As a newsletter guy, I need to talk about Revue in this newsletter, even though I very strongly want to talk about this topic instead. But I understand the moment and I realize which story matters more to my readership at this very moment. After all, it was the platform MidRange first started on just under two years ago.
It was a great service. I had good relationships with all the people who worked there. And then Twitter bought them and … it’s been just under two years and the service is basically dead, a victim of significant corporate shifts that we have never talked about in this newsletter, not even once.
Revue was a great platform to work from, but after the announced purchase of Twitter, it clearly was not long for this world.
Meanwhile over the weekend, Twitter purchaser Elon Musk threw a little gasoline around the out-of-the-blue idea that he might be interested in purchasing Substack, which was pitched to him as being a way to take over control of the narrative layer of the internet.
Which, honestly, kind of bruised my heart a little bit, for a few reasons. First off, Revue is an excellent tool, and while it was clearly not a marquee feature of the Twitter acquisition, it had the potential to add value to it, if managed properly. And the fact that he said this about Substack while owning what was effectively a major rival seems to suggest to me that the only reason these services would be valuable to him is because of who uses them.
This suggests, to me, that the only true value in a service like Substack or Revue is not its technology but its userbase. Which, if you remember correctly, was not the value proposition of these networks when you joined—it was, “you can join these networks and leave at any time.” But as time has moved on, it has become increasingly clear that the names they were able to get to sign up for these services gave the platform all of its power. And Revue simply didn’t have strong enough names powering its growth.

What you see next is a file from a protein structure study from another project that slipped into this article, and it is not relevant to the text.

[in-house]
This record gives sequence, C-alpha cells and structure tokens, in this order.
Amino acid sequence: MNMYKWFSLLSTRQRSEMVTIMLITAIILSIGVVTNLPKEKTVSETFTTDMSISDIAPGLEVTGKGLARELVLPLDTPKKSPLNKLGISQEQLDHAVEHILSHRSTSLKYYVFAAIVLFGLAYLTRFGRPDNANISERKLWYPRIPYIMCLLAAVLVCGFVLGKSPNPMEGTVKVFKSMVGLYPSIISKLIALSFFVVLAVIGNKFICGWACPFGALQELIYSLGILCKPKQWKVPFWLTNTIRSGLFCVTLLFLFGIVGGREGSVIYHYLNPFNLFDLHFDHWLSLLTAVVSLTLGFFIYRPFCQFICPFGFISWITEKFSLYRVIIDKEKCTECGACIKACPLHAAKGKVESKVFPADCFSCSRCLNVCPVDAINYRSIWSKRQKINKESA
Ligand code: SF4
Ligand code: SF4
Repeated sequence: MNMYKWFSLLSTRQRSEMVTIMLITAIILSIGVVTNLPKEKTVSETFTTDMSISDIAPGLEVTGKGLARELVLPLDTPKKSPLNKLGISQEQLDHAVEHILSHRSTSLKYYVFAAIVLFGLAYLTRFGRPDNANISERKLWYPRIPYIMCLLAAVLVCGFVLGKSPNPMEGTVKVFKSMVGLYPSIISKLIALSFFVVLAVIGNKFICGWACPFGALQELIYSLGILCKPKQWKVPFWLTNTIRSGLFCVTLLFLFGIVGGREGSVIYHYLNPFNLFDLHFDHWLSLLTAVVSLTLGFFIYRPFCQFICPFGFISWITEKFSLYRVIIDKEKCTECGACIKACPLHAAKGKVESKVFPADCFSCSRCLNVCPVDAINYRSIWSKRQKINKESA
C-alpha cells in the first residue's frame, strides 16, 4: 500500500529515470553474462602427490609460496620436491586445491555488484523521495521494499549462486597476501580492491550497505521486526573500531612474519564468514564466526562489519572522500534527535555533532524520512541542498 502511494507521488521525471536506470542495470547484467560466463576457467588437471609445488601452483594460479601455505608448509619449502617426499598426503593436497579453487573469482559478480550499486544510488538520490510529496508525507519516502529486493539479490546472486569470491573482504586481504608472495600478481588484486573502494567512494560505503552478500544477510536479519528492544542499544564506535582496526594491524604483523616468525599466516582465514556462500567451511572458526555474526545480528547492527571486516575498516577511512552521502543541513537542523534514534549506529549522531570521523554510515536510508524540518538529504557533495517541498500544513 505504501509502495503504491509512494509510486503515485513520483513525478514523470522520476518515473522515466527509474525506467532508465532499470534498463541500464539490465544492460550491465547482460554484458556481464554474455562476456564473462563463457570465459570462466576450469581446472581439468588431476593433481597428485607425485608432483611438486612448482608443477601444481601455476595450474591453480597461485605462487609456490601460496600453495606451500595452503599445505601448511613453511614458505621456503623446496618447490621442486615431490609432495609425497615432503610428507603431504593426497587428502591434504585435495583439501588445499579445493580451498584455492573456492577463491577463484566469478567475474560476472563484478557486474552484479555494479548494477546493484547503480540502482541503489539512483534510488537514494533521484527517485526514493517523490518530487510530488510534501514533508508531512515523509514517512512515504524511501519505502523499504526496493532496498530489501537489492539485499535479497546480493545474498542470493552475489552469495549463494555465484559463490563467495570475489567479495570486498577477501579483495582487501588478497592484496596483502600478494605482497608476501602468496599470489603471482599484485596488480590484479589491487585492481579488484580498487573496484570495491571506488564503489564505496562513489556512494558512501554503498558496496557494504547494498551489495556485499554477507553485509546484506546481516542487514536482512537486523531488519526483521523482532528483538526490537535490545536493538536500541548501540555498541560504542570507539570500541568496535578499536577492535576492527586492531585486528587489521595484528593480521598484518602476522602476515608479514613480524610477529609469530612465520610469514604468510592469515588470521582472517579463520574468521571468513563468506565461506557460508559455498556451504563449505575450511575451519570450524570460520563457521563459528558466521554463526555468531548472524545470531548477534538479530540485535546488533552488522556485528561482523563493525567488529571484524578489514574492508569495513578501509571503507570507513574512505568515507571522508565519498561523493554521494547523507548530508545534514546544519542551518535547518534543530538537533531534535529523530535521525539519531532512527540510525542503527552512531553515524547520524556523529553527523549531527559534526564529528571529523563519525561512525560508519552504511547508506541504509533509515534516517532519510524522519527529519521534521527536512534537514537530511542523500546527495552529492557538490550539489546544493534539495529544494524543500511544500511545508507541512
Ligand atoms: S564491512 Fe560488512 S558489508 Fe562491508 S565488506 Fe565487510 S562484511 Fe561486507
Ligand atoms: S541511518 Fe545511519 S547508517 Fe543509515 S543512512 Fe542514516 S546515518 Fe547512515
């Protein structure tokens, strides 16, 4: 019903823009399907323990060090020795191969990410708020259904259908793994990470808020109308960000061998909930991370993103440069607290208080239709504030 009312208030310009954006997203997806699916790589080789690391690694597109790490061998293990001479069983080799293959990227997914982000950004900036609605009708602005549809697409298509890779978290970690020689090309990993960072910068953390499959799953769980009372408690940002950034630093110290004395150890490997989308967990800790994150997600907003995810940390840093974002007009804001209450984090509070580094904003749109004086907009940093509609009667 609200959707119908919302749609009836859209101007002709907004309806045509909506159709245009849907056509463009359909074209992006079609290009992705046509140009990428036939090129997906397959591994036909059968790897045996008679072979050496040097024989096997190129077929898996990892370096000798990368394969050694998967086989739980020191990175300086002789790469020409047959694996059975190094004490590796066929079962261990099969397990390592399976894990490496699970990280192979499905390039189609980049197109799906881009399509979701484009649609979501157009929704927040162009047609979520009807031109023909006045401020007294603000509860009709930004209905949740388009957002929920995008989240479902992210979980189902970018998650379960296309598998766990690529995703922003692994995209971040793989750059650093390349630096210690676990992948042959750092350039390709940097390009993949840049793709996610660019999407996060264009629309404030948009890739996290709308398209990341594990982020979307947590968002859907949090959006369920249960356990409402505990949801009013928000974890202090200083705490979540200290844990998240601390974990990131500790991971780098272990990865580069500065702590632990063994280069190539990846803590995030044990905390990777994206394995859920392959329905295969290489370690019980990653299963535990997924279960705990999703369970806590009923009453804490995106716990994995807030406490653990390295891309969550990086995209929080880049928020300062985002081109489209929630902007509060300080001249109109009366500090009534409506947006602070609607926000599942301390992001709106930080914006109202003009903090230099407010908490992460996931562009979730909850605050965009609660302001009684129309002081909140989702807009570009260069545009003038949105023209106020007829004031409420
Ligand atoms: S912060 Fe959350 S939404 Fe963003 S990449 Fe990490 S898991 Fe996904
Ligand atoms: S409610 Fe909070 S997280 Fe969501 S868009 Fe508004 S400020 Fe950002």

And that means, to hold onto that power, a service like Substack will start to put up roadblocks to convince you to stay. It will add features that aren’t core, but nice value adds (like chat), that will increase the value proposition. It will put social pressure on people to stay. And it will make it harder to be portable between networks. The current owners of Substack have done some of this already—but given the moves Musk has already done with Twitter, you could see him, as a potential owner of Substack, tighten the screws even further.
Lots of people will like what they have and not want to leave, but others will want alternatives. Revue was supposed to be one of those alternatives. But no longer.
I’ve had a couple people suggest that I made a smart decision for starting my transition away from Revue as soon as the potential deal to buy Twitter was announced—something that required me to not only build out a whole section of my Tedium site, but import roughly 200 posts by hand, with only a little bit of a helping hand from automation. It took me roughly two months of nights and weekends to get back to the point where I was before the switch, and I will tell you that I take no pride in being ahead of the curve.
Nor do I take pride in being proven right in any of my prior commentary about newsletters, platforms, and choice. As you might remember, I started MidRange on a platform specifically to get a stronger understanding of the platform ecosystem so I could better critique it. This is me leveraging that knowledge of that ecosystem in kind of its ultimate form.
What I will say is this. Nearly five years ago, I wrote a take on Medium arguing that we were sending editorial newsletters with marketing tools, and that we needed more newsletter tools built like content management systems. Substack was embryonic at this point. Revue was a little older, but still small scale. The market appears to have listened, as there now are dozens of tools designed specifically for editorial newsletters. In particular, Revue’s team, based on my interactions with them, really seemed to take this advice to heart. It perhaps was the most right I’ve ever been about any commentary related to trends in technology, and I’m glad the market took the hint.
But we’re entering a new stage now, and I guess I’ll say this: Now is a great time to go open source and own your own destiny. Because the platforms, which famously lay out welcome mats to convince you to join, are not going to get any more welcoming after this point.
Godspeed team Revue, you created a good product.
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